When it comes to the goals of Mutts With A Mission, there is a lot to unpack. Corson and her team not only train service dogs, they vet potential recipients (or handlers) through a strict application process, train handlers on the rights and responsibilities of owning a service dog, and run an organization that aims to do everything to the highest and best degree. “I knew I didn’t want to be just another nonprofit, so I started looking at certifying agencies, and that’s when I found out about Assistance Dog International,” says Corson.
An accreditation from ADI asserts service dog programs as the best in the world and holds every organization to a rigid set of standards in performance and operation. “It took us seven years to get accredited, but now we are only one of 78 programs in the United States to be ADI accredited. Being accredited through ADI means that our veterans are able to get medical benefits for their dogs paid for through the VA. They can also fly internationally,” adds Corson.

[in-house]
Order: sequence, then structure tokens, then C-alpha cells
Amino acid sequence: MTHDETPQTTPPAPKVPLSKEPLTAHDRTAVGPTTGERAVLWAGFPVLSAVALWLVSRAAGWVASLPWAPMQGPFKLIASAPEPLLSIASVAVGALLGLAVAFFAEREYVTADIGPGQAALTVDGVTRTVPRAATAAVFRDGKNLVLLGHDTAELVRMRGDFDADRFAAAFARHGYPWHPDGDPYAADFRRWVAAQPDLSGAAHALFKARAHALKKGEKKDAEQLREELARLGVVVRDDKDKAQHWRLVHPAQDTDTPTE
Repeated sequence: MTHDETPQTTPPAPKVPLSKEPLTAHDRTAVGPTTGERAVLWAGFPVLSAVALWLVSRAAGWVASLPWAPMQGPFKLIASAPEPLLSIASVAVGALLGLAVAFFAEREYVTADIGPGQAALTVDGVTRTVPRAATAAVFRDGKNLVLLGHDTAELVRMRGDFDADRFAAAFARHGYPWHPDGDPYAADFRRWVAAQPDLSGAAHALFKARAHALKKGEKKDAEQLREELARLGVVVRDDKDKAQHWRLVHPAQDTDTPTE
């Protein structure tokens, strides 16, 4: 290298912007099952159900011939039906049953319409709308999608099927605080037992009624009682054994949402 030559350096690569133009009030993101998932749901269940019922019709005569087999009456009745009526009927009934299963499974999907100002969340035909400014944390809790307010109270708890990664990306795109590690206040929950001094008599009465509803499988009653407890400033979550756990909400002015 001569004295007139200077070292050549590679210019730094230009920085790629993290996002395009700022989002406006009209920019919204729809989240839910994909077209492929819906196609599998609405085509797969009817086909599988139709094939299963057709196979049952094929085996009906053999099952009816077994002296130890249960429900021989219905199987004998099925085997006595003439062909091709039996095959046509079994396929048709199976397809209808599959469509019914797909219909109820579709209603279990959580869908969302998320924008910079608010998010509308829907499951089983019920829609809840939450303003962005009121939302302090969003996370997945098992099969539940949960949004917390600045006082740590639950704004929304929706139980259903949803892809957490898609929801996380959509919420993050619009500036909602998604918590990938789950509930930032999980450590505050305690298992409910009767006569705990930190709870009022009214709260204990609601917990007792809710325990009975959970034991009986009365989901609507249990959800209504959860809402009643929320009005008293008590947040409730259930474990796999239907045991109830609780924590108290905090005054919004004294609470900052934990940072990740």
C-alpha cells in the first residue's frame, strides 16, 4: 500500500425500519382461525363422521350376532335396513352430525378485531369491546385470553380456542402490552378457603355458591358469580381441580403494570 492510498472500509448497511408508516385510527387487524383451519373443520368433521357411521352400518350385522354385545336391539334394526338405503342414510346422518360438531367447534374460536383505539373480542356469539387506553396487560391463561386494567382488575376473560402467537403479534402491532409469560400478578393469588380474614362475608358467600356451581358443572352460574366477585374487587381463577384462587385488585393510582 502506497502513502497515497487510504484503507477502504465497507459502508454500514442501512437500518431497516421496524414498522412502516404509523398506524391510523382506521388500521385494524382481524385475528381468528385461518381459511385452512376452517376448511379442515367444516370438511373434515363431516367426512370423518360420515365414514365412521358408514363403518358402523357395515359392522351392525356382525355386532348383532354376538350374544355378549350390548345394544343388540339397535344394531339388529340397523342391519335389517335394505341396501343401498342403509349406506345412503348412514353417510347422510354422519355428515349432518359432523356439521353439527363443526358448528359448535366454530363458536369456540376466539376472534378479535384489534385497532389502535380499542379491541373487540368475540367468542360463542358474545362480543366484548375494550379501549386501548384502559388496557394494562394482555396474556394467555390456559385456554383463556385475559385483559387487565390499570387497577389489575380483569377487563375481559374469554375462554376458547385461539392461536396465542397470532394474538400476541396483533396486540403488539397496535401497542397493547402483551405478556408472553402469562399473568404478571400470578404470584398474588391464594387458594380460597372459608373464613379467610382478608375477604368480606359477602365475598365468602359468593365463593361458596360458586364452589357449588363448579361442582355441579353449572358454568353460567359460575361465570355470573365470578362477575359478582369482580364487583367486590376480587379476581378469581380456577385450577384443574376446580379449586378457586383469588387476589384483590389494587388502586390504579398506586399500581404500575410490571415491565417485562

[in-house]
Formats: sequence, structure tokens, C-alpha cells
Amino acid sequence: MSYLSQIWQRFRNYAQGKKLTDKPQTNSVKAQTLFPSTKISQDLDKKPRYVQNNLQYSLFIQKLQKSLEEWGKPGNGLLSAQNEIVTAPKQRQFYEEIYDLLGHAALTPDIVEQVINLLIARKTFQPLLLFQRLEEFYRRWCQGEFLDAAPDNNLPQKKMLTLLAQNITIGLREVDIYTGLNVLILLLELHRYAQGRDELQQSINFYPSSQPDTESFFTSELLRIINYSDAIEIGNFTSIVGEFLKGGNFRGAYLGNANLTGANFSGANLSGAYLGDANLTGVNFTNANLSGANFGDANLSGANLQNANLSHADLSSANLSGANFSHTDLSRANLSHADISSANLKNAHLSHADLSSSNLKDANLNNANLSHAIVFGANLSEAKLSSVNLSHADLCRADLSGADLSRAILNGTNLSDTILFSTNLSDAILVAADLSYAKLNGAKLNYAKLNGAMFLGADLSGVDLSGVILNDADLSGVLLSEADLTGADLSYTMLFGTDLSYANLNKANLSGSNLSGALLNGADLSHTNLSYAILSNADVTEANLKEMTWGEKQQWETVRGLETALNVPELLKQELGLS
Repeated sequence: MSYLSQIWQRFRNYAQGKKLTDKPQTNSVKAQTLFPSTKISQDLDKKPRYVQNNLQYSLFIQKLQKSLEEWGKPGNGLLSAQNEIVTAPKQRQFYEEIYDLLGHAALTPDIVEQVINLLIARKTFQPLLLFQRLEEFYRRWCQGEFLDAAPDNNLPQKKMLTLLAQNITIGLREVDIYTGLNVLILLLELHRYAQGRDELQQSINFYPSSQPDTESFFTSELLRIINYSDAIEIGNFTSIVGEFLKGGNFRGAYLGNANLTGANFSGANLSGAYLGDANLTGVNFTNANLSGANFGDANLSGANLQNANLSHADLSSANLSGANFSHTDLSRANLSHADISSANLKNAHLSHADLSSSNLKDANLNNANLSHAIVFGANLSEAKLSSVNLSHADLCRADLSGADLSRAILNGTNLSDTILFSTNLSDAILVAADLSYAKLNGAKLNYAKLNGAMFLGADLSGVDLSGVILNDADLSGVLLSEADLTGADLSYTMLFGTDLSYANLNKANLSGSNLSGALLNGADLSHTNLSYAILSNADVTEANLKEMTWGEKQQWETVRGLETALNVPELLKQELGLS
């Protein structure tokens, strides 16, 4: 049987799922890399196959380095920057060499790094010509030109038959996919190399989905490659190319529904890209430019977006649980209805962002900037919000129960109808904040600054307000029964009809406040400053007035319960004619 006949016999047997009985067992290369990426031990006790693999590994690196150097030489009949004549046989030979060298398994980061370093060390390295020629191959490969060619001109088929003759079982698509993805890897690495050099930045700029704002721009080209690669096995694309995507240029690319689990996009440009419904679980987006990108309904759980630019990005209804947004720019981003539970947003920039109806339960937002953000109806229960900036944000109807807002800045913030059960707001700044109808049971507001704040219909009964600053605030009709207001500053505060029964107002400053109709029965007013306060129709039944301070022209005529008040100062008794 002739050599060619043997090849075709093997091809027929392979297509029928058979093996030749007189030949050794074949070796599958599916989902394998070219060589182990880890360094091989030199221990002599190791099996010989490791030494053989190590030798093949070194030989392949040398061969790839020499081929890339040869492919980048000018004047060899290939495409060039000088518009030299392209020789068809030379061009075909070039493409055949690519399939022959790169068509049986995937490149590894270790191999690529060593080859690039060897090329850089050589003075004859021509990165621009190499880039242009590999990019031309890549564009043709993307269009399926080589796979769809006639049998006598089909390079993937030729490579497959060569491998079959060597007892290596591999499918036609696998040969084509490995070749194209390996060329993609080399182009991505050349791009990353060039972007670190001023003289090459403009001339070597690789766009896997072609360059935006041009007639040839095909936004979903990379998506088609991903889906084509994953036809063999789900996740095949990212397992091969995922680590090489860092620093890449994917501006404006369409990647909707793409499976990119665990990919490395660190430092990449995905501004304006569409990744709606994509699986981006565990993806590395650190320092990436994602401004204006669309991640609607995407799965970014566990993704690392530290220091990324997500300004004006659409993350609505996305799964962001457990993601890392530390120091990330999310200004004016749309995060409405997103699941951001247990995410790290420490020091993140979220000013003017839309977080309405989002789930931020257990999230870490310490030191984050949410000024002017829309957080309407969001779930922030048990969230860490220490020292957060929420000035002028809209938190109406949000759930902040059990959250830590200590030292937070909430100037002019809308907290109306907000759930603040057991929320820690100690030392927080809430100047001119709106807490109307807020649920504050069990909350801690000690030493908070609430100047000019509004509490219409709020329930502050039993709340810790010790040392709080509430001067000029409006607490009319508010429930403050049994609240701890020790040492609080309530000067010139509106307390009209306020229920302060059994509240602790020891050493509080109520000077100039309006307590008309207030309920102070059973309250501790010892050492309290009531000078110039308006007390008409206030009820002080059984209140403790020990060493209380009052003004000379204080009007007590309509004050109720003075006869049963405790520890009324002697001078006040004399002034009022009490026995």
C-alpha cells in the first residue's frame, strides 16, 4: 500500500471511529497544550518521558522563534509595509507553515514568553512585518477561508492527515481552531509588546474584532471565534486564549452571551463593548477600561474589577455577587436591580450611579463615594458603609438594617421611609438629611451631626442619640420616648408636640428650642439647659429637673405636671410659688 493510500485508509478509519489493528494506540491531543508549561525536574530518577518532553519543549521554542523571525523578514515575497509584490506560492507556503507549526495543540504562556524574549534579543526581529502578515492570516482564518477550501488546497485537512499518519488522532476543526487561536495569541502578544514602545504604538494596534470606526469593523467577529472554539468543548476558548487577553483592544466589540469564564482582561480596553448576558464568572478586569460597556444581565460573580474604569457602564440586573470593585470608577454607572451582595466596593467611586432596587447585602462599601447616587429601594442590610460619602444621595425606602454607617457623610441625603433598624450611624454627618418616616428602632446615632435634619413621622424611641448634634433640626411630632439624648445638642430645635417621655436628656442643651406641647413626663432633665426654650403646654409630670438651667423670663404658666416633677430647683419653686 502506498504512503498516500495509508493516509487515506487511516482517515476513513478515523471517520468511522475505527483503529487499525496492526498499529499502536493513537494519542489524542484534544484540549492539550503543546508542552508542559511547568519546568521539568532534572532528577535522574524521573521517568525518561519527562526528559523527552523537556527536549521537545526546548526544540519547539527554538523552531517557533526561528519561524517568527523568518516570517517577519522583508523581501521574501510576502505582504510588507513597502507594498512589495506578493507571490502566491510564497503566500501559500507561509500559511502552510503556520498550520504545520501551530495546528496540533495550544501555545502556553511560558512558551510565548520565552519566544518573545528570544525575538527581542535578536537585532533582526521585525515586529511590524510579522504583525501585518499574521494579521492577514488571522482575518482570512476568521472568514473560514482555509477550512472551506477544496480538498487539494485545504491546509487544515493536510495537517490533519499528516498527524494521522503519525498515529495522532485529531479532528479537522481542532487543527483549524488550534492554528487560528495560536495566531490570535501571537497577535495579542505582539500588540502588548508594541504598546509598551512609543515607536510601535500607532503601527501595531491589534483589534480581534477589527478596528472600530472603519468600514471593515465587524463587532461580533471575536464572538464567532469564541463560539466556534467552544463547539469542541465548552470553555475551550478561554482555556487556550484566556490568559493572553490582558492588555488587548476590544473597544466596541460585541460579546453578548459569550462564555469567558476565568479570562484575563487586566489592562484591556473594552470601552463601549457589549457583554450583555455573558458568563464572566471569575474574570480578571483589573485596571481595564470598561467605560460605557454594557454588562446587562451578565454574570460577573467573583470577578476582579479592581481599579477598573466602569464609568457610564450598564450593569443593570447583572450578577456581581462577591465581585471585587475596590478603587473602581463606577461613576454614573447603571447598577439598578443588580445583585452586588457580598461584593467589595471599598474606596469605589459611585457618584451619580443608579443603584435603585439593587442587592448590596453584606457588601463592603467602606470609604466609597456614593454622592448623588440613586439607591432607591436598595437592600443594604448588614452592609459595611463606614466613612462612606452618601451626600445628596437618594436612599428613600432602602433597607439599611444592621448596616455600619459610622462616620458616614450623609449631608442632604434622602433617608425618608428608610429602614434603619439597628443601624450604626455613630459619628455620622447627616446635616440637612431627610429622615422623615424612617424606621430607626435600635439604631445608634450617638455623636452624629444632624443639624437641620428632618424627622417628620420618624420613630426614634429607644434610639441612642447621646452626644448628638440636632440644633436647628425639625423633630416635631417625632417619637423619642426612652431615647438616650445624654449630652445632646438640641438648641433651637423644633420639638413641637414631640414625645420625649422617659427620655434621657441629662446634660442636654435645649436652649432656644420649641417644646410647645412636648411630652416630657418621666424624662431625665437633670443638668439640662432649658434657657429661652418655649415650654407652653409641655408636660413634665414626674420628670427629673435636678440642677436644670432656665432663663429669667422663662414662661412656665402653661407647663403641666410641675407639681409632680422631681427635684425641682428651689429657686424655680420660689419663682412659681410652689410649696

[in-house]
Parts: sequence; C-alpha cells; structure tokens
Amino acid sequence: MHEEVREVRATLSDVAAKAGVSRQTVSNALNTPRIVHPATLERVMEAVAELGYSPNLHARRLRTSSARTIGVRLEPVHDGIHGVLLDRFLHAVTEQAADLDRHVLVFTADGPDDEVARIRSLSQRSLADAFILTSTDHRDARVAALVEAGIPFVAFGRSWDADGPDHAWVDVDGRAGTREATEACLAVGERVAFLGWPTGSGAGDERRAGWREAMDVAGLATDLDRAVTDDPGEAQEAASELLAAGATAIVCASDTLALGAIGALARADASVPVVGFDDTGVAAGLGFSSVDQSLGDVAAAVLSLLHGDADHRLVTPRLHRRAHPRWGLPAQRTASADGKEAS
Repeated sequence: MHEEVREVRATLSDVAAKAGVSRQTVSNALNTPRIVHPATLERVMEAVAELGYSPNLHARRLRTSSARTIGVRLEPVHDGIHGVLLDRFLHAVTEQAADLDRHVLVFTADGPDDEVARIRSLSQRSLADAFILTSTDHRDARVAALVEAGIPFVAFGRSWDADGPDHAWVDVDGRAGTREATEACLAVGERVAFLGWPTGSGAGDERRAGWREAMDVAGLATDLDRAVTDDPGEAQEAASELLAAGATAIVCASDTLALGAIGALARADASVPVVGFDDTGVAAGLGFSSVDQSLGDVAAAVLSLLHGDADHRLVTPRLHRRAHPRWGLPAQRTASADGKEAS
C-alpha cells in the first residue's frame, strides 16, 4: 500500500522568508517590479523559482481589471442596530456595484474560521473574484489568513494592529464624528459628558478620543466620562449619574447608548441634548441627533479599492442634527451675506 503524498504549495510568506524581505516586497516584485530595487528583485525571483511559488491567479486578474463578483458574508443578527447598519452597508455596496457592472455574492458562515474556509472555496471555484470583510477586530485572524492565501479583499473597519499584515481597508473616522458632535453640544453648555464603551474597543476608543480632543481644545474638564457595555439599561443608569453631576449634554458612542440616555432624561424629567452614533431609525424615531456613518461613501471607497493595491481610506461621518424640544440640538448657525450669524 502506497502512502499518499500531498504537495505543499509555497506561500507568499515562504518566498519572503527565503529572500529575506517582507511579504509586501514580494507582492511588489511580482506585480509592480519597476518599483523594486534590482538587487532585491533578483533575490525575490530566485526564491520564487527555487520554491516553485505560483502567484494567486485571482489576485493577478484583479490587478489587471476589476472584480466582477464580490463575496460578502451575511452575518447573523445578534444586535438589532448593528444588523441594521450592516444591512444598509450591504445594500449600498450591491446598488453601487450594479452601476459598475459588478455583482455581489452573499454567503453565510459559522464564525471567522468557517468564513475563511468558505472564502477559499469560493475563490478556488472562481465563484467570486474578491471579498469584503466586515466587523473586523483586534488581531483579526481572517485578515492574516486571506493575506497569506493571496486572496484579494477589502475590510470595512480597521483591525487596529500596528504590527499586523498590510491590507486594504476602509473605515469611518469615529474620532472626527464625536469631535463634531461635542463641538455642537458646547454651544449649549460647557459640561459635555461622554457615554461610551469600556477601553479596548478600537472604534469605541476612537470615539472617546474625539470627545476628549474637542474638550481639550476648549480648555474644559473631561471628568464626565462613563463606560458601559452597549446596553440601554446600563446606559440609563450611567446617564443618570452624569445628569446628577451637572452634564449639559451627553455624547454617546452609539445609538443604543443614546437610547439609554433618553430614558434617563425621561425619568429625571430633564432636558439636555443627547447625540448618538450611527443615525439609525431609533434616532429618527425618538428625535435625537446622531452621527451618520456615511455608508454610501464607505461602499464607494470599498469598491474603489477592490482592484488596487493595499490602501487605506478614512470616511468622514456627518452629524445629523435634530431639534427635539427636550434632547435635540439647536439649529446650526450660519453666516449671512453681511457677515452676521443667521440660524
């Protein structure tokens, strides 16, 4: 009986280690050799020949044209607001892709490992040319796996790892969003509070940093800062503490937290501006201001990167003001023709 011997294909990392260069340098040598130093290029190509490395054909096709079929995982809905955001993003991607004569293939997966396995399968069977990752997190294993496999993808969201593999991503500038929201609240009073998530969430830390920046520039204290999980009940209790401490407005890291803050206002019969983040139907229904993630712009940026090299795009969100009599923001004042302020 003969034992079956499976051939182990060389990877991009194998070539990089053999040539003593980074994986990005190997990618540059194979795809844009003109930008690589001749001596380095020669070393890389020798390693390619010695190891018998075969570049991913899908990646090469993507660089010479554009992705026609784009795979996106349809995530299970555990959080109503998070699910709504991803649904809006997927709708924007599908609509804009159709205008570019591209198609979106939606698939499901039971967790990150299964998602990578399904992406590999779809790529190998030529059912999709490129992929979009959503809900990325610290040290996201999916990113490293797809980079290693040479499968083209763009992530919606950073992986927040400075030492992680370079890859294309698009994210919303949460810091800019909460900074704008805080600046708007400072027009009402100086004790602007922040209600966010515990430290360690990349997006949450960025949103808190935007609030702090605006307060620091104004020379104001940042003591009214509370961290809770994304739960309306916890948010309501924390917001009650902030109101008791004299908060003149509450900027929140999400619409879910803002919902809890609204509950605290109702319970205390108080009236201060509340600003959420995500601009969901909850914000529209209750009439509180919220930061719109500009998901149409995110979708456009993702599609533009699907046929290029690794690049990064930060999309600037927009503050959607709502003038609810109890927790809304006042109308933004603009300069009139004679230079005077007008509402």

Affordability was also high on Corson’s list; from start to finish, neither Puppy Raisers nor handlers pay a dime for their dog’s care while undergoing Mutts With A Mission training. The only investment participants make to the organization are their time and lifelong commitment to love and care for their service animal. The cost-free commitment is what ultimately helped Karen Goodwin-Barbour convince her husband to accept her role as Puppy Raiser. “I [previously] worked at another nonprofit as a barn manager on a horse farm. I sustained a pretty serious injury there which ultimately resulted in me not being able to ride,” says Goodwin-Barbour. “I moved into an administrative position, but still had this desire to work with animals and veterans. That’s how I found Mutts With A Mission.”